Do our trade policymakers know what damage they are doing to agri-exports? There is a need to revisit and revise this MEP as soon as possible, preferably fixing it at $800 to $850/tonne range. The restrictive export policies are not just limited to basmati rice. They cover even broken rice, non-basmati white rice, parboiled rice, either through complete export bans or export duties. What is needed is a stable export policy and not knee-jerk reactions. It is well known that India is the largest exporter of rice in the world accounting for about 40 per cent global exports in 2022-23. Much of the non-basmati rice goes to several African countries, who pressed the panic button when India announced ban on exports of non-basmati white rice. That does not give India a good image of a leader of the Global South. The saving grace was the clause in the export policy which mentioned that if some countries write to the Government of India, then it can consider their request on a case-by-case basis. That’s surely not a good way to design an export policy.

Festive offer

Our restrictive export policy has expanded to wheat export bans, an export duty of 40 percent on onions, and so on. With such a restrictive export policy, how can one dream of doubling India’s agri-exports, a target set out by the government. It may be noted that in 2013-14, the last year of the UPA government, India’s agri-exports touched $43.27 billion, up from $8.67 billion in 2004-05 when it took over power at the centre. This is almost a five-fold growth in 10 years. If the same momentum had been maintained during the 10 years of NDA rule, agri-exports should have touched $200 billion. But in reality, they may not touch even $50 billion this year (2023-24).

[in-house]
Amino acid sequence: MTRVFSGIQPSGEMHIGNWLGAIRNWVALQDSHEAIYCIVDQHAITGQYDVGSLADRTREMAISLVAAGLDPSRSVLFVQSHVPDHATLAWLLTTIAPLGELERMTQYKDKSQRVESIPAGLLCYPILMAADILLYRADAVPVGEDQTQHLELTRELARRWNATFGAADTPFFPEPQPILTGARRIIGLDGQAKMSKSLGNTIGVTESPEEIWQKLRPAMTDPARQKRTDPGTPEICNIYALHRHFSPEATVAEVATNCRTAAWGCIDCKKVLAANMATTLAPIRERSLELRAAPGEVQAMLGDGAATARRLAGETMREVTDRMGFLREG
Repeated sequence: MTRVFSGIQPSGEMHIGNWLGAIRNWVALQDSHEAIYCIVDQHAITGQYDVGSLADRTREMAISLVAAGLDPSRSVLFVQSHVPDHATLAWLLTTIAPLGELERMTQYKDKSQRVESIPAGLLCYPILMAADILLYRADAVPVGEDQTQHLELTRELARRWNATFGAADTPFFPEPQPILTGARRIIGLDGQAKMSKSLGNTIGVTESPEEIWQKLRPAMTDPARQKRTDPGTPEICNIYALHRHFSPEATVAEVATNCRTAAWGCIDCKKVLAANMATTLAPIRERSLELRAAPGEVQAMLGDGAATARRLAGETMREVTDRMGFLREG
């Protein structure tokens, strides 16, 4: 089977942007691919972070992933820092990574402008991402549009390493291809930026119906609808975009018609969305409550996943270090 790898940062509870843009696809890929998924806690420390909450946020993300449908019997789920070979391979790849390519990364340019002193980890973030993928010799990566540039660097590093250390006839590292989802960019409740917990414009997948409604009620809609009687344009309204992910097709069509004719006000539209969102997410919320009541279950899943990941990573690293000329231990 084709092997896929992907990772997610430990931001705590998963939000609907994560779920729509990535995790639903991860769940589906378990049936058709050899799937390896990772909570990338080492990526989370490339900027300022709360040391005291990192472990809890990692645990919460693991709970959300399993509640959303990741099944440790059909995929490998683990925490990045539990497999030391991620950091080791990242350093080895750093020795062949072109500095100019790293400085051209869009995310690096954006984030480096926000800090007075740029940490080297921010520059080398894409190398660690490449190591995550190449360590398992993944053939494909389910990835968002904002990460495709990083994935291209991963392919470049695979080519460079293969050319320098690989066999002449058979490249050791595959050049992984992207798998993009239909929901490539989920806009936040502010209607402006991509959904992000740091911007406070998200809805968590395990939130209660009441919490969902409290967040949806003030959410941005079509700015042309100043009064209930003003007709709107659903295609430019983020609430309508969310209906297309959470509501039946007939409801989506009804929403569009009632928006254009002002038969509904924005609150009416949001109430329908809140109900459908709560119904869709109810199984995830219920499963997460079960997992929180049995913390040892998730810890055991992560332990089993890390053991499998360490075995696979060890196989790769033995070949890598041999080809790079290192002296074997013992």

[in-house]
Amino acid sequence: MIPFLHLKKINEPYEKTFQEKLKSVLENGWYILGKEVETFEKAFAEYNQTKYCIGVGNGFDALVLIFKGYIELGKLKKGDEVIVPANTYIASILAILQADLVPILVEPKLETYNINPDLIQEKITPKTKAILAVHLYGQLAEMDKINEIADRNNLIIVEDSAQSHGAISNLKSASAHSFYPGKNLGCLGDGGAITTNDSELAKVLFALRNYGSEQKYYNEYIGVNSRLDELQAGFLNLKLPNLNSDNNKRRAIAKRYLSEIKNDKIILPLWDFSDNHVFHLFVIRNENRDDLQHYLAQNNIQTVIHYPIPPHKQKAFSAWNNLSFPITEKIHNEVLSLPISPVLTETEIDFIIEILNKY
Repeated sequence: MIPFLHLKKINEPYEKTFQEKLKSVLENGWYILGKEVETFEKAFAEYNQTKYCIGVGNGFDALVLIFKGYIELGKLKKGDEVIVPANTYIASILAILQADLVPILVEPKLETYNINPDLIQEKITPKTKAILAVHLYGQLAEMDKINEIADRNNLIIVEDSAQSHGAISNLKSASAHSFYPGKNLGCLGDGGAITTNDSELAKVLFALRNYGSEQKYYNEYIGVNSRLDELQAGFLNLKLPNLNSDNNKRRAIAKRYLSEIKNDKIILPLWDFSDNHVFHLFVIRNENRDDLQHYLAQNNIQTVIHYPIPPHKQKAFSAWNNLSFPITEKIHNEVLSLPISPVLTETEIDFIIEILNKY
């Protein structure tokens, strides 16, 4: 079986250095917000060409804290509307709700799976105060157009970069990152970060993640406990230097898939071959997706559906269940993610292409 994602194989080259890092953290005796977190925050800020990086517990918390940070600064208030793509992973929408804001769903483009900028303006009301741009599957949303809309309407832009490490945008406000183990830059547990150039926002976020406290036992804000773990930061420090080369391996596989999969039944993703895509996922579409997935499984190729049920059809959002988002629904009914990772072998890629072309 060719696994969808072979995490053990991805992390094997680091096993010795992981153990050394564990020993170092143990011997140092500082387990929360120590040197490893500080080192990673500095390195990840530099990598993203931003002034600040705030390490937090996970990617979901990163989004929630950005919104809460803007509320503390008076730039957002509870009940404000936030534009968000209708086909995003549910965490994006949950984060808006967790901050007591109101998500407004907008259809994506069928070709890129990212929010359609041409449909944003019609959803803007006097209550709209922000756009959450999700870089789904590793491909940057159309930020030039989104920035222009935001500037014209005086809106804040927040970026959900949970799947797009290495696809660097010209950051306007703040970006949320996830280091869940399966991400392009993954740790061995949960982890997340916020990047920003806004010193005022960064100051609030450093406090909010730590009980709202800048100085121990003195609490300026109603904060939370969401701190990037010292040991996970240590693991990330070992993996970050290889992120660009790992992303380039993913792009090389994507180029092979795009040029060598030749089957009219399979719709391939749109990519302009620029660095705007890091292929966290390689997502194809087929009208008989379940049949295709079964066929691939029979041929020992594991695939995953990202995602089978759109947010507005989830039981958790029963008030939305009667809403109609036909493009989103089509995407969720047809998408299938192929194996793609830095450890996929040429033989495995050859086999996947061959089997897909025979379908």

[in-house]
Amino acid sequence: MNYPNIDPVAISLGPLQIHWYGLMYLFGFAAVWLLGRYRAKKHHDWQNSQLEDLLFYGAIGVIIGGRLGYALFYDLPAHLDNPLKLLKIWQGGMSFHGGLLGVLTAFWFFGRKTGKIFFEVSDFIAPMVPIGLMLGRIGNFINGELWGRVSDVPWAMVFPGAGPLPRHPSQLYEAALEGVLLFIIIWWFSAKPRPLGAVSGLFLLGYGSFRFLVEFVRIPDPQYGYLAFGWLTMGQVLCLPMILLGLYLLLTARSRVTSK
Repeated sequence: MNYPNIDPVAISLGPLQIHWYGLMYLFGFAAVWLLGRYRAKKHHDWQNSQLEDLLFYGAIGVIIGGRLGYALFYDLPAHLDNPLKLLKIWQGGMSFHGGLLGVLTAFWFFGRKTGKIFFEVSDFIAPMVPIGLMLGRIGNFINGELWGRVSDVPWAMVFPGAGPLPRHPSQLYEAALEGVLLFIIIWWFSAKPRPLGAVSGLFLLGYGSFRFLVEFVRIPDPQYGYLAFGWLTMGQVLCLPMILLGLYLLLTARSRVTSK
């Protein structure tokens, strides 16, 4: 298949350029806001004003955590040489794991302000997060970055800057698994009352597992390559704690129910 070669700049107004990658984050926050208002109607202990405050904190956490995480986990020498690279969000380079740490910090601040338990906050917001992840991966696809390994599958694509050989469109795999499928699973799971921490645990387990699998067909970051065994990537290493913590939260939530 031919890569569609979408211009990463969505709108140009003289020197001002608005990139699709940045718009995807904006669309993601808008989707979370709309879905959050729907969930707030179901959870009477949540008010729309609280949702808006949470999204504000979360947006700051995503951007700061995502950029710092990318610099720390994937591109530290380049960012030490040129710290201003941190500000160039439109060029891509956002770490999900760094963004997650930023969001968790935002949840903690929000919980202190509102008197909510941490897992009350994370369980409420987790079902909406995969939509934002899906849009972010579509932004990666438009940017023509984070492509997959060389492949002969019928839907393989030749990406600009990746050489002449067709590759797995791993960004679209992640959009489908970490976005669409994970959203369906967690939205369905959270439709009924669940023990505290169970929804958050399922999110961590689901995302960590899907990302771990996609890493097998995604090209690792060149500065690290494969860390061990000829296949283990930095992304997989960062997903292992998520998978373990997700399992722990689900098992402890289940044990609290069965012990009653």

A major explanation of this failure lies in restrictive exports to favour domestic consumers at the cost of farmers — a typical urban consumer bias, which inflicts a large “implicit tax” on our farmers. That’s surely not the right way to design agri-export policies. Export markets are premium markets and need to be developed and maintained over years.